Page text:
So if I buy and APP from an APPSTORE, how do I sell it at my garage sale?

And, before you answer that, how do I return it when it doesn’t work or otherwise disappoints me?

Finally, how the heck to clean up after all these installed apps? Reinstall from scratch? Sounds like the famous WINDOZE “bare metal restore” all over again.


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SOFTWARE: Mac App Store; any “app store”, the implications are scary!


The MacAppStore opened Thursday. I, of course, checked in. And, downloaded some free applications.

After the experience, I’m not so sure I like this.

Maybe my tin foil hat is on too tight, but it seems that the whole concept puts the App Store “vendor” in complete control of what you can get.

In playing with it, I experienced slow downs.

We’ll see what other issues arise.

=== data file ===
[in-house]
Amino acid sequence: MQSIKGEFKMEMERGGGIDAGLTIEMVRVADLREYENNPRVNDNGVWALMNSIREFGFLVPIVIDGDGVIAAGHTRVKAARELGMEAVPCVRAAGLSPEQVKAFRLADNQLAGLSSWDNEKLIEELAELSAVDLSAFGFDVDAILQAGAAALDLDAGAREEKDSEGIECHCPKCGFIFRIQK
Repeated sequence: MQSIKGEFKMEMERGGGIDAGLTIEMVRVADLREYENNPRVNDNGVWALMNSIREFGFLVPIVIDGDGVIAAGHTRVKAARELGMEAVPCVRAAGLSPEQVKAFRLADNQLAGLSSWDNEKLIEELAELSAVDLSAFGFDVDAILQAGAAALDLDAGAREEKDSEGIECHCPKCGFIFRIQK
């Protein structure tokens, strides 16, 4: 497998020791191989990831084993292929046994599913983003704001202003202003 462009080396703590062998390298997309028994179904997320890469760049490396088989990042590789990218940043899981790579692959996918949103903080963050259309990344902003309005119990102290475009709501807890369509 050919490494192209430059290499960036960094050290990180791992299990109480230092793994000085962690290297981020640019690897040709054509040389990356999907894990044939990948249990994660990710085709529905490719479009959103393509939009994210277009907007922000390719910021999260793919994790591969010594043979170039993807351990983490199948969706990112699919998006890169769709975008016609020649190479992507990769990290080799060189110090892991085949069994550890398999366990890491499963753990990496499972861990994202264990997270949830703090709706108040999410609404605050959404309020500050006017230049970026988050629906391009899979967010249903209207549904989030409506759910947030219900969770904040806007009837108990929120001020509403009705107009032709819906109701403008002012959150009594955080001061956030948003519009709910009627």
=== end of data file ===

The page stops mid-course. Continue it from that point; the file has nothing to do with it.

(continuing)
(1) If I had the source file, that I had downloaded (i.e., DMG, Zip, or make file), then I could always install or reinstall. If there’s no installation file (i.e., it comes by “magic” from the App Store), then I have to go back to the App Store and buy it again. Does that mean I have to pay again? Does the App Store give “receipts”?

(2) During play, the App Store became “unavailable”. Demonstrating that it is itself a single point of failure in the infrastructure.

(3) It’s very “easy” to load your hard drive with apps. (A few dollars or free makes one willing to “try it”. Toss if NG.) BUTT (there’s always a big but) (3a) How do you get rid of all the vestiges of applications? (3b) How much money, time, attention, and effort will be wasted in “applications”? (When you have to go to the store or wait for Amazon, FedEx, or UPS to deliver the disk, you evaluate the “purchase decision” more carefully.)

What else am I missing?